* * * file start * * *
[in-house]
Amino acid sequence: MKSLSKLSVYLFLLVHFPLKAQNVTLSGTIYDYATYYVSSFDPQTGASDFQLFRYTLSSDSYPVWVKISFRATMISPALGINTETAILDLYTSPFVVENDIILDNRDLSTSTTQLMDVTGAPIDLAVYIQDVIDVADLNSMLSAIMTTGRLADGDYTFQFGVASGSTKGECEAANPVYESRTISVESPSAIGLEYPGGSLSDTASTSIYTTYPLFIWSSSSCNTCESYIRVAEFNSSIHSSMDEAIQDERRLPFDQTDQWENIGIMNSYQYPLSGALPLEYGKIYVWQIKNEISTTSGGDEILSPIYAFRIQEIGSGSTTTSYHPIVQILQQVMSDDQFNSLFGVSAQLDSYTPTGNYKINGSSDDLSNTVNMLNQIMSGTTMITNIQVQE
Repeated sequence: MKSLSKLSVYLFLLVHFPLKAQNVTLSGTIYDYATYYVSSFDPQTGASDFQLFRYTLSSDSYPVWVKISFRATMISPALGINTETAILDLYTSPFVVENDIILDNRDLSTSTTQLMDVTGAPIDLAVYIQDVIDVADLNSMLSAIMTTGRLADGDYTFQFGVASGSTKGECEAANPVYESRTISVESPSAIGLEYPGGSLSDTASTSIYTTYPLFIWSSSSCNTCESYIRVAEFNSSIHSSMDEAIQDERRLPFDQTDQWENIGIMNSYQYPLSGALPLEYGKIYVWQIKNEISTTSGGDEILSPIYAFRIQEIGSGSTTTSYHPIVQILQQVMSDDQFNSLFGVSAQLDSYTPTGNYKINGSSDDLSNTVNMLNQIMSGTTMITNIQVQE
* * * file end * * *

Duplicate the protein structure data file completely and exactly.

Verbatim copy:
[in-house]
Amino acid sequence: MKSLSKLSVYLFLLVHFPLKAQNVTLSGTIYDYATYYVSSFDPQTGASDFQLFRYTLSSDSYPVWVKISFRATMISPALGINTETAILDLYTSPFVVENDIILDNRDLSTSTTQLMDVTGAPIDLAVYIQDVIDVADLNSMLSAIMTTGRLADGDYTFQFGVASGSTKGECEAANPVYESRTISVESPSAIGLEYPGGSLSDTASTSIYTTYPLFIWSSSSCNTCESYIRVAEFNSSIHSSMDEAIQDERRLPFDQTDQWENIGIMNSYQYPLSGALPLEYGKIYVWQIKNEISTTSGGDEILSPIYAFRIQEIGSGSTTTSYHPIVQILQQVMSDDQFNSLFGVSAQLDSYTPTGNYKINGSSDDLSNTVNMLNQIMSGTTMITNIQVQE
Repeated sequence: MKSLSKLSVYLFLLVHFPLKAQNVTLSGTIYDYATYYVSSFDPQTGASDFQLFRYTLSSDSYPVWVKISFRATMISPALGINTETAILDLYTSPFVVENDIILDNRDLSTSTTQLMDVTGAPIDLAVYIQDVIDVADLNSMLSAIMTTGRLADGDYTFQFGVASGSTKGECEAANPVYESRTISVESPSAIGLEYPGGSLSDTASTSIYTTYPLFIWSSSSCNTCESYIRVAEFNSSIHSSMDEAIQDERRLPFDQTDQWENIGIMNSYQYPLSGALPLEYGKIYVWQIKNEISTTSGGDEILSPIYAFRIQEIGSGSTTTSYHPIVQILQQVMSDDQFNSLFGVSAQLDSYTPTGNYKINGSSDDLSNTVNMLNQIMSGTTMITNIQVQE